She’s baaack! The truth is she’s been back for a little while now. That pesky, negative, horrible voice of self-criticism and doubt that likes to appear out of nowhere. In an attempt to swallow me down her negative pit of despair, she blasts me with comments about my career, my parenting, my body, everything. She’s been hovering around my head again, buzzing around like those pesky Petaluma houseflies. I sometimes wonder if she’ll ever leave my side.
It is a self-critical voice of judgment that I’m talking about. You might have heard it once or twice before. Her/His voice can sound like a whiney, jerkier version of ourselves, a past mentor, our mother, anyone really. This critical voice plagues many of the moms I know but she particularly likes to feed on the tired mom. Since I’ve just started back in the working world, she’s been standing on my shoulder like those little cartoon devils.
In addition to questioning my ability to amount to anything as a Realtor, and pointing out my need for eye cream, she’s been throwing me some curveballs about my parenting. Olivia has been struggling with reading. She loves books and has loved them since she was a baby. I couldn’t believe that I had this kid who just loved to take books to bed with her. She’d have so many stacks of books in her bed that we installed a bookshelf rail at the top of her bunk bed because we were worried that one day a book would fall off the top bunk and bop her younger sister in the head.
So it has come to somewhat of a surprise to me that Olivia is a bit behind some of her classmates on the reading spectrum. The thing is that I believe this kid knows how to read; she just doesn’t want to risk not knowing every word on the page and therefore doesn’t want to try for fear of messing up. I’ve talked to many parents of first-born kids, who have said that she has classic “first-born-kid perfectionism”. As a first-born child, I can totally relate.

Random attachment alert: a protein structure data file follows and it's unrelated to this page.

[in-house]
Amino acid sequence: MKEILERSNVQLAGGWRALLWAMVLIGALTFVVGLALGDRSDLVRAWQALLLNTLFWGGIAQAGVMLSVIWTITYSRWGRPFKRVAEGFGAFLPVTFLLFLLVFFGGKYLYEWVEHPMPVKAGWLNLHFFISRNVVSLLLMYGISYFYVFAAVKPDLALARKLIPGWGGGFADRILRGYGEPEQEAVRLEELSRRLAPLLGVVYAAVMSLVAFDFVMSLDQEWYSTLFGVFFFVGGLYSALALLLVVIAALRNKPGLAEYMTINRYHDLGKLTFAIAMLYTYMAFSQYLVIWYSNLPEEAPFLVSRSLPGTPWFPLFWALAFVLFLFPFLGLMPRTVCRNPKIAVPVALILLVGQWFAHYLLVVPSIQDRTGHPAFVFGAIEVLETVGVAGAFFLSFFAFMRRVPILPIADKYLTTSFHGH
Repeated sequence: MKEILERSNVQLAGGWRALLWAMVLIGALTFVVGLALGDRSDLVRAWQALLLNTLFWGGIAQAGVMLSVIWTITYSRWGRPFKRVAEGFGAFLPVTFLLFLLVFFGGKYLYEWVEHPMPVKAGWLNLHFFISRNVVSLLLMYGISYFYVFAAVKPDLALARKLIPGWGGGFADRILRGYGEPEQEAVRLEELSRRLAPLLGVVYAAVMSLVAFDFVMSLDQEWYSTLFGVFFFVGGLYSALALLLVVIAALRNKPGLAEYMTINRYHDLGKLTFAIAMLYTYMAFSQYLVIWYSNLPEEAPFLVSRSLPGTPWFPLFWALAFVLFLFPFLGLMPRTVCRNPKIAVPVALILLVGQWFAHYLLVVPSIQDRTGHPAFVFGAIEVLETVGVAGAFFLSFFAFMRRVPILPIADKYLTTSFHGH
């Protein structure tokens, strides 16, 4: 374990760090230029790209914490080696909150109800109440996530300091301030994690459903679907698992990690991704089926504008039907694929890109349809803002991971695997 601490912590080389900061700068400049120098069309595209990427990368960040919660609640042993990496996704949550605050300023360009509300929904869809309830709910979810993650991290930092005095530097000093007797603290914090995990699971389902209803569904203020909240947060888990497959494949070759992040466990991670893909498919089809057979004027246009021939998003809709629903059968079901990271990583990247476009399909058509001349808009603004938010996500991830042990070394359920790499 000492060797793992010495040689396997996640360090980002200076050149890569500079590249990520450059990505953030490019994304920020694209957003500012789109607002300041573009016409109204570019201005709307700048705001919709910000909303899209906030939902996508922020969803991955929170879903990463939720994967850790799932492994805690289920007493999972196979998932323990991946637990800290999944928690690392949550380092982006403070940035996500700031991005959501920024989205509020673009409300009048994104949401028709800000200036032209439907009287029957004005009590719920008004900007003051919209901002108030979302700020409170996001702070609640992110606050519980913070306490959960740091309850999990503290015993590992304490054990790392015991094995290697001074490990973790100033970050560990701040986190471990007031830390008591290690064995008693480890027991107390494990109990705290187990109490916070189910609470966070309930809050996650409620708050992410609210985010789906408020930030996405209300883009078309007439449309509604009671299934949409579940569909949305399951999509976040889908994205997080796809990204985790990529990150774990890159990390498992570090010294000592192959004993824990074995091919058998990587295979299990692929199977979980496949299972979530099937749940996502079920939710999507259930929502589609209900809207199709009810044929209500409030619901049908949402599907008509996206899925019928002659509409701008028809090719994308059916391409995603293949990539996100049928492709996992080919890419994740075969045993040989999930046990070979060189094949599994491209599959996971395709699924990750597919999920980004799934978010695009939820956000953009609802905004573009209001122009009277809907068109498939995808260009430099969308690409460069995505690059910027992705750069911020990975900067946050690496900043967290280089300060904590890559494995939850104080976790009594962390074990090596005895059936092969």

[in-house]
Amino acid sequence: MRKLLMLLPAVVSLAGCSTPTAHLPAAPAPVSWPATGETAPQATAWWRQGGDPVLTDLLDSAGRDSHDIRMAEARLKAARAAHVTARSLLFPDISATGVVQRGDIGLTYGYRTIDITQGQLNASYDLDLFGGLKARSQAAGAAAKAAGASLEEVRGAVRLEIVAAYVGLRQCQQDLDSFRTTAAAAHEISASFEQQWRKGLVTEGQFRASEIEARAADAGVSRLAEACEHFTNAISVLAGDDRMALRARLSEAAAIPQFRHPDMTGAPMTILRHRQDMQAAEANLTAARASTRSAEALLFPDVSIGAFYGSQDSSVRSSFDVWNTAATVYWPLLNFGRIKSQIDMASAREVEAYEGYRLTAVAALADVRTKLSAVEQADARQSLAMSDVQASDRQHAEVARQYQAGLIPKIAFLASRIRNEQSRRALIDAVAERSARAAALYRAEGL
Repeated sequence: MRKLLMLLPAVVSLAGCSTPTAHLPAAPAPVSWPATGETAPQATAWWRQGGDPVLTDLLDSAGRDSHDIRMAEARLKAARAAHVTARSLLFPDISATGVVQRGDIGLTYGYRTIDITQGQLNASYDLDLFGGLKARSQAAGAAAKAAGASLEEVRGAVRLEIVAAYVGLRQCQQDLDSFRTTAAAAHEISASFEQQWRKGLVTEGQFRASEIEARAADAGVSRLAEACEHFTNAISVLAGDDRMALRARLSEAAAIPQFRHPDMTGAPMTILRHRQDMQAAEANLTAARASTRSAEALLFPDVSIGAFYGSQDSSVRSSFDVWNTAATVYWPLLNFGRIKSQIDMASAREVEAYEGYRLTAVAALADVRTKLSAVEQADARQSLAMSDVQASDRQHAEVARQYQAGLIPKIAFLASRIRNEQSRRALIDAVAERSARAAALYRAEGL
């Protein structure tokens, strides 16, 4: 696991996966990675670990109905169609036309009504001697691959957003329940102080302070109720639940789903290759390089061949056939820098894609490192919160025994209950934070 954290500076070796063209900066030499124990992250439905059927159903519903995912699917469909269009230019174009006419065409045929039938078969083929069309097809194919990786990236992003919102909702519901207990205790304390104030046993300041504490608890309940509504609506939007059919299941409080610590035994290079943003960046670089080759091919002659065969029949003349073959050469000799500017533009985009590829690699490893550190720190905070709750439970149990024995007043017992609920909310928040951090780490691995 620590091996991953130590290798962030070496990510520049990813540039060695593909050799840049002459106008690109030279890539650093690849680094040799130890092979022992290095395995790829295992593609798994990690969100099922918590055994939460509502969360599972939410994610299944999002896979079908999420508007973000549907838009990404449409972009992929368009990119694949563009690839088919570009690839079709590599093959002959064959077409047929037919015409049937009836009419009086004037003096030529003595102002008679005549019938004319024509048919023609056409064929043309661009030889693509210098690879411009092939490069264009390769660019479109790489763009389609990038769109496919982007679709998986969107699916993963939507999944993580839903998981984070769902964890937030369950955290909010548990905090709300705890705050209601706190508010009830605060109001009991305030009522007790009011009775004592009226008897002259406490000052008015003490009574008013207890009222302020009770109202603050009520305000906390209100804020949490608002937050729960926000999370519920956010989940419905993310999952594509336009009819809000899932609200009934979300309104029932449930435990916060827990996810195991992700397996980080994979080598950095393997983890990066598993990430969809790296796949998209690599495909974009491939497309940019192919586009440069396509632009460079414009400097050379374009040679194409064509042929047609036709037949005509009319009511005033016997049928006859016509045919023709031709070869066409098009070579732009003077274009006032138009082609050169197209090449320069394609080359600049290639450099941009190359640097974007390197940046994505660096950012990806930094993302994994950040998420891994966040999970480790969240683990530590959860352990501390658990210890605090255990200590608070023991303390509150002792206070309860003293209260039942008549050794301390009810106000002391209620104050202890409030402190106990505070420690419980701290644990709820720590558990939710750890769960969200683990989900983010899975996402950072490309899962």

I never wanted to try to do something new for fear of not being able to do it right the first time. I wanted to be the best right from the start. So I held back and didn’t do a lot of things that I wanted to try. As a result, I am an adult with a laundry list of things I would like to learn because I was too afraid to try when I was younger.
The critical voice has had me feeling guilty about Olivia’s reading struggle. It has suggested to me that it is my fault because I have too many kids and I can’t give her the attention she needs to learn how to read properly. But I read with her almost daily and I encourage her to be brave and to try even though she may feel like she wants to give up. “It’s your fault that she can’t read,” says that cruel, cruel voice.
After four babies and lots of skin stretching, the voice has been turning up the criticism in the bathroom. As I approached my birthday this weekend, she felt it important to point out my chest, the wrinkle across my forehead, and Georgia’s personal favorite: my flappy arms. Most days aren’t spent in front of a mirror and I really like myself 90% of the time, but I’d like to blame her for prompting me to try a new eyelash serum in the hopes of growing longer, fuller lashes. That experiment resulted in burning, itchy, and bloodshot eyes for about five days. Since I was not trying to look like I had a drug problem, I was left with that pesky voice telling me that I suck and I will never have luscious lashes.
Last night I had a dream, and in it I didn’t like the way someone was treating me. She had a gaggle of people with her who also weren’t treating me nicely. I ended up kicking the crap out of one of those people in self-defense. The funny part is that the woman in my dream is one of the nicest ladies I have ever met and I haven’t talked to or seen her in a long time. I believe that this dream was a metaphor for what I am now going to do with that negative voice that has been showing up.
For my birthday this year, as a gift to myself, I have decided not to listen to that evil little voice anymore. She doesn’t deserve the space in my head and quite frankly she helps me make no advances in my life whatsoever. She has never ever helped me.
And then, in two weeks, I’m going to learn how to dance.